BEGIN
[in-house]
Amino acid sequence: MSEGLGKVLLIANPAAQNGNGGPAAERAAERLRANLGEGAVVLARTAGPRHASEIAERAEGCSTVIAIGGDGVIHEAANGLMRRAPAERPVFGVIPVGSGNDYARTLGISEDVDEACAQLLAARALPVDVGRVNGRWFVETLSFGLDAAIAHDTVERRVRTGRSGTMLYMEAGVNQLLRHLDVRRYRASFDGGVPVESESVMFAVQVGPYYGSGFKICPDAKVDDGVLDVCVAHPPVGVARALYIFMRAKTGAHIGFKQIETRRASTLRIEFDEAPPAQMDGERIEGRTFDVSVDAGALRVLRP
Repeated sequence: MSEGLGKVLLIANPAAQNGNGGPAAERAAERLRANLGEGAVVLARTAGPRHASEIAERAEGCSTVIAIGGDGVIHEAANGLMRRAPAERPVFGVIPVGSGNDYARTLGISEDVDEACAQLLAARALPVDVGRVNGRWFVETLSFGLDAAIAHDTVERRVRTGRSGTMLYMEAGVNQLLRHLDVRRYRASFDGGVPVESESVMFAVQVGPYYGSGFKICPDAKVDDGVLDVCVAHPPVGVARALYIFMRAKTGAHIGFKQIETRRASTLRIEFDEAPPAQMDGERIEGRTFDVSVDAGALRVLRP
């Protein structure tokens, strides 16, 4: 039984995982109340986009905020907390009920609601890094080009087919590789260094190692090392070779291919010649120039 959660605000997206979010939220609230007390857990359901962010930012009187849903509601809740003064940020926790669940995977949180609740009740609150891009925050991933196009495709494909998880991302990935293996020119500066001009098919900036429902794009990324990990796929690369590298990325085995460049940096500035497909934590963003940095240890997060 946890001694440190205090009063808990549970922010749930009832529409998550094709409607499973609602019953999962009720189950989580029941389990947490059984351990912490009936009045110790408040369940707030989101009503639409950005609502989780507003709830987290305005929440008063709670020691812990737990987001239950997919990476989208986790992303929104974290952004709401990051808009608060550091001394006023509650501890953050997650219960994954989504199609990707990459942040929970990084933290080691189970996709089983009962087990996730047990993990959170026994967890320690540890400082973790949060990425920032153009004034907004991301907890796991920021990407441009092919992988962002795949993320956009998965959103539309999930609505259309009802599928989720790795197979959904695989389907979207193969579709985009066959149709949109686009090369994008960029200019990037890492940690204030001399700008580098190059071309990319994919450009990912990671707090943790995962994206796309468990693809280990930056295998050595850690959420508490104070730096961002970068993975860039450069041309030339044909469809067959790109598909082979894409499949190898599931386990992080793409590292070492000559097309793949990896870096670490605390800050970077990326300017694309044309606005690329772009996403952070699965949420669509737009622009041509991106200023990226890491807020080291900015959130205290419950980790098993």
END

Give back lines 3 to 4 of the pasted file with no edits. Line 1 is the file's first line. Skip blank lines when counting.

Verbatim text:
Repeated sequence: MSEGLGKVLLIANPAAQNGNGGPAAERAAERLRANLGEGAVVLARTAGPRHASEIAERAEGCSTVIAIGGDGVIHEAANGLMRRAPAERPVFGVIPVGSGNDYARTLGISEDVDEACAQLLAARALPVDVGRVNGRWFVETLSFGLDAAIAHDTVERRVRTGRSGTMLYMEAGVNQLLRHLDVRRYRASFDGGVPVESESVMFAVQVGPYYGSGFKICPDAKVDDGVLDVCVAHPPVGVARALYIFMRAKTGAHIGFKQIETRRASTLRIEFDEAPPAQMDGERIEGRTFDVSVDAGALRVLRP
């Protein structure tokens, strides 16, 4: 039984995982109340986009905020907390009920609601890094080009087919590789260094190692090392070779291919010649120039 959660605000997206979010939220609230007390857990359901962010930012009187849903509601809740003064940020926790669940995977949180609740009740609150891009925050991933196009495709494909998880991302990935293996020119500066001009098919900036429902794009990324990990796929690369590298990325085995460049940096500035497909934590963003940095240890997060 946890001694440190205090009063808990549970922010749930009832529409998550094709409607499973609602019953999962009720189950989580029941389990947490059984351990912490009936009045110790408040369940707030989101009503639409950005609502989780507003709830987290305005929440008063709670020691812990737990987001239950997919990476989208986790992303929104974290952004709401990051808009608060550091001394006023509650501890953050997650219960994954989504199609990707990459942040929970990084933290080691189970996709089983009962087990996730047990993990959170026994967890320690540890400082973790949060990425920032153009004034907004991301907890796991920021990407441009092919992988962002795949993320956009998965959103539309999930609505259309009802599928989720790795197979959904695989389907979207193969579709985009066959149709949109686009090369994008960029200019990037890492940690204030001399700008580098190059071309990319994919450009990912990671707090943790995962994206796309468990693809280990930056295998050595850690959420508490104070730096961002970068993975860039450069041309030339044909469809067959790109598909082979894409499949190898599931386990992080793409590292070492000559097309793949990896870096670490605390800050970077990326300017694309044309606005690329772009996403952070699965949420669509737009622009041509991106200023990226890491807020080291900015959130205290419950980790098993």